Ellie points out a table of goodies in the hall. Tunnocks Teacakes, a Nespresso coffee machine, a whole host of teas, plus a decanter of sherry are set out for hotel guests to take advantage of – a welcome refuel after a day spent travelling or at the beach. We unlock the room. The ultimate combination of bright and airy meets that same soft, enveloping comfort that runs throughout the venue. A sumptuous king-size bed works in unison with its surroundings, being both a modern luxury while echoing an elegance of the antique, it takes centre stage amidst this enchanting tableau of a room. Every object, piece of furniture and amenity has been carefully considered before being thoughtfully placed. Nothing has been put here with complacency and so every item seems like this room has forever been its calling. As well as those classic, timeless pieces (think heavy chest of draws and Persian rug), there is also an air of the 1970s in which gives it a reassuring air of familiarity while ensuring the guest The Rose knows exactly what is currently on trend. It is this mixture of time periods that gives The Rose a comforting, cocooning feeling – as though you already know and love it so well, while still being aesthetically enthralled. 

Upon a glass-topped cane coffee table that sits under my window, with views of the traditional highstreet below, is a vase of fresh sunflowers, and sitting in the corner of the room is a small record player with a generous variety of records for my entertainment. It is small touches like this that reinforce the friendly nature of the venue, a trait that extends into the restaurant and bar below. It is here, or rather the pretty terrace outside, that I indulge in an evening meal. Amidst olive trees and hanging plants, I sip my first cocktail of the night, a cherry martini made with fresh, seasonal cherries from local farm supplier Kent Cherry Co. A tipple which packs a flavour punch, it gets better with every sip. Easing into our meal, we start with lemon and mint stuffed Gordal olives and an Isle of Wight tomato flatbread. Although simple and small, these immediately set the bar high in terms of flavour and panache. The flatbread dreamily pulls apart, the sweet warm dough at one with a smothering of fresh tomato. 

Next come our starters. For me, turbot crudo with fresh and preserved grapefruit and braised celery. Beautifully presented, this small plate excels in all areas – a sublime texture gives way to an ultimate flavour combination: the distinct sharpness of the fresh grapefruit and the sweetness of the preserved both work perfectly with the fish, while that distinct celery flavour adds a further twist. Following in this defined, uncomplicated style, my main of grilled monkfish, pickled cucumber and gooseberries is all the more delicious. Freshness and locality are clearly imperative to this menu, which has been devised using local suppliers. The meat, fish, fruit and veg comes from either Deal itself or nearby farms, The Black Pig Butcher being quite literally across the road neighbouring fishmonger, Jenkins & Son. After devouring these harmonious flavours – sharp gooseberries and vinegar-enhanced cucumber combined with fall-apart, buttery monkfish – it’s onto dessert. I stick with the cherry theme and opt for chef Nuno’s olive oil cake with cherries and fig leaf cream. Although appearing to such a scale I believe I can’t possibly take this on alone, the pudding is surprisingly light. The fruity freshness of the cherries gives it a refreshing edge, the olive oil a hint of the Mediterranean, while the sweetness of the cake emits a warm sensation that affirms ‘traditional Kentish pud with a twist’ status.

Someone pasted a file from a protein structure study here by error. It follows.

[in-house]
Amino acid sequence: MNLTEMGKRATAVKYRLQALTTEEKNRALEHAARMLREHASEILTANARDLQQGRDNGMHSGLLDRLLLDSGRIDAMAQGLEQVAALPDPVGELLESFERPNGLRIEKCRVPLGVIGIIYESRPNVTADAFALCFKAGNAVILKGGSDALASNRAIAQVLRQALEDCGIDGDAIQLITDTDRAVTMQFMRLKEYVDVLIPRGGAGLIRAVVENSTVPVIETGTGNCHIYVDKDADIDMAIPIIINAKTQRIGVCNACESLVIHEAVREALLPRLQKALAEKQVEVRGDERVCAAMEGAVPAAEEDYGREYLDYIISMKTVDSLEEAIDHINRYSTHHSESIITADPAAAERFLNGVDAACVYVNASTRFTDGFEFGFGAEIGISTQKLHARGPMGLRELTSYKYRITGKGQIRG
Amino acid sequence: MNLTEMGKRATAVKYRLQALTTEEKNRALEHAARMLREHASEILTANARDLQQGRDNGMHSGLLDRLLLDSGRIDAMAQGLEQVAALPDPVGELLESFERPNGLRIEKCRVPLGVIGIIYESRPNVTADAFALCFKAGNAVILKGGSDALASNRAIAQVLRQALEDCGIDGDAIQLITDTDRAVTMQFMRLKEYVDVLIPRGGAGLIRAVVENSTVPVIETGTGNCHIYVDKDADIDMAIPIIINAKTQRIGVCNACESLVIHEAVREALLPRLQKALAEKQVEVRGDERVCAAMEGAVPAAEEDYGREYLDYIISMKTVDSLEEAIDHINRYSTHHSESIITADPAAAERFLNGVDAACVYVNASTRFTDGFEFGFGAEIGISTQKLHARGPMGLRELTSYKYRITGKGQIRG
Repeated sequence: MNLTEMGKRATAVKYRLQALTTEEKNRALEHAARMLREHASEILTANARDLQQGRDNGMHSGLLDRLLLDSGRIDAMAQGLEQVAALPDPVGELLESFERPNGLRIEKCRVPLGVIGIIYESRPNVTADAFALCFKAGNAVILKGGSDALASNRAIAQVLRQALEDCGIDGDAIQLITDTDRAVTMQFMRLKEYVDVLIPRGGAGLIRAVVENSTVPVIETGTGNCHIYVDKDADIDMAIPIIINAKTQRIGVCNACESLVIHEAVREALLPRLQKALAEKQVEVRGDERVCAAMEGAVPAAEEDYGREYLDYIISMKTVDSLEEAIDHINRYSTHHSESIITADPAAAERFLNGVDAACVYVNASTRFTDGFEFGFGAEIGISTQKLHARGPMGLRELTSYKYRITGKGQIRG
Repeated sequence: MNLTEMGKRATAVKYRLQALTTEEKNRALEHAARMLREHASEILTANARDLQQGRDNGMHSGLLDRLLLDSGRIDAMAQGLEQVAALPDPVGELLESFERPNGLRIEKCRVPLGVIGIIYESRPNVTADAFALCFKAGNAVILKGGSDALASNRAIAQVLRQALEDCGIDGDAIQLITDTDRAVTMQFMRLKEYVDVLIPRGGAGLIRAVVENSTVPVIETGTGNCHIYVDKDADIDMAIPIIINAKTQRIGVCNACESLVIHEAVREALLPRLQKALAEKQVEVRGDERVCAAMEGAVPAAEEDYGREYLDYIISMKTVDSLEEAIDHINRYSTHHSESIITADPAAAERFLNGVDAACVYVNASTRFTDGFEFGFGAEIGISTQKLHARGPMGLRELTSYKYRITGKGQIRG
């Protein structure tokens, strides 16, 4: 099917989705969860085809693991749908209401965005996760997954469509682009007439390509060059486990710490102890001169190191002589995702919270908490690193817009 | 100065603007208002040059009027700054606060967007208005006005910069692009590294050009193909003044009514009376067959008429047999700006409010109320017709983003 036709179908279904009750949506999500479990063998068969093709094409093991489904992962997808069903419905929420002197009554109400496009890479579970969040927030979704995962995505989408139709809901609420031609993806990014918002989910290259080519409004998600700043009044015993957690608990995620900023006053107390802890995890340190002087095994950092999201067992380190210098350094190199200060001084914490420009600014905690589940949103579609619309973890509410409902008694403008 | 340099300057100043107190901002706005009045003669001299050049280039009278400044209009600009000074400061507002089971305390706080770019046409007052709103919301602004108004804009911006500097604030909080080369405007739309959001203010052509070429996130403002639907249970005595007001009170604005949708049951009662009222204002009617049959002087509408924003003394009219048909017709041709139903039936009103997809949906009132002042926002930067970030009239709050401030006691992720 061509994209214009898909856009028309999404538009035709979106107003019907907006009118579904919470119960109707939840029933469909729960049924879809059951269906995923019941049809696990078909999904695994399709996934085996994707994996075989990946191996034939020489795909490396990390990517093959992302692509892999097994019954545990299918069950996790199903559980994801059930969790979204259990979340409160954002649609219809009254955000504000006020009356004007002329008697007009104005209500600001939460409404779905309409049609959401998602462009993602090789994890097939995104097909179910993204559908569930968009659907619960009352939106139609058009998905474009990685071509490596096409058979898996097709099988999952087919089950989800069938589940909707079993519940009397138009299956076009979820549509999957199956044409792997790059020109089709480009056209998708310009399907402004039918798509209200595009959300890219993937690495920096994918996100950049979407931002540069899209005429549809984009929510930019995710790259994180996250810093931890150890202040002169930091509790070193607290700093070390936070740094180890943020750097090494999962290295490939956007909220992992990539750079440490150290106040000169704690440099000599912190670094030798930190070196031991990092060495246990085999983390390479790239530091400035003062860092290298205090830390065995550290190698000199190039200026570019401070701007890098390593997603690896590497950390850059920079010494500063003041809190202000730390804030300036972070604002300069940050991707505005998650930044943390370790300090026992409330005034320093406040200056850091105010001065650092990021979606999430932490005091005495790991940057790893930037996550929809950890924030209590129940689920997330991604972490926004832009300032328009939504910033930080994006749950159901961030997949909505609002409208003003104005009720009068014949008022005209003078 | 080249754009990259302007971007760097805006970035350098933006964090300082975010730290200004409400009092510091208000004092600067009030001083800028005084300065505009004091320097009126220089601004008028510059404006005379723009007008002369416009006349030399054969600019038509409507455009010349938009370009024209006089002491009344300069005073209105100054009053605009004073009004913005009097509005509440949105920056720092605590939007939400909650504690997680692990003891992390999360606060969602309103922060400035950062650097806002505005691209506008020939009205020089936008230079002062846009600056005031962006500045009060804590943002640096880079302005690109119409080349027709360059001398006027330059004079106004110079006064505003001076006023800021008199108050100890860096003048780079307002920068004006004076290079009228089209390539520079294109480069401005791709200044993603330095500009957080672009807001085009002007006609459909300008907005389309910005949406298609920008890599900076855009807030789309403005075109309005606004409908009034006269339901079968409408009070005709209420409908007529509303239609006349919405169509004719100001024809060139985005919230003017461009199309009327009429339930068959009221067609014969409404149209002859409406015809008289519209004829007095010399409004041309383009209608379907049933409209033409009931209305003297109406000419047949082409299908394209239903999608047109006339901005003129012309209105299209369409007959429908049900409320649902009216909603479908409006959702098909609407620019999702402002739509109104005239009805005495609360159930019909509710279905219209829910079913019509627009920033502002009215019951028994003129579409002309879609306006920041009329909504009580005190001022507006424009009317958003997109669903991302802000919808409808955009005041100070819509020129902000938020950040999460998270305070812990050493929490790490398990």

Back up in my room, comfortably full, I indulge in a warm bath in the sweet, neat tub that has been bespoke crafted at three-quarter length to fit. After a dreamy sleep, I awake in the morning and make use of the rainfall shower that sits on the opposite side of the bathroom; heaven. Floating downstairs on a cloud of comfort and smelling like the complimentary Austin Austin toiletries, I settle down to breakfast after a good, strong cappuccino. Here, breakfast plates are in the form of starter and main, but light eaters should not be deterred. I select the spiced waffle with poached pear and crème fraîche. This waffle is like none I have ever had before. Delightfully delicate, the furthest from synthetic you could possibly get and topped with a blissfully sweet and fresh combination. I finish with a savoury ‘main’ of toasted crumpet with poached egg, smoked salmon and pickled cucumber. A no less than delectable breakfast to complete a supremely satisfactory stay.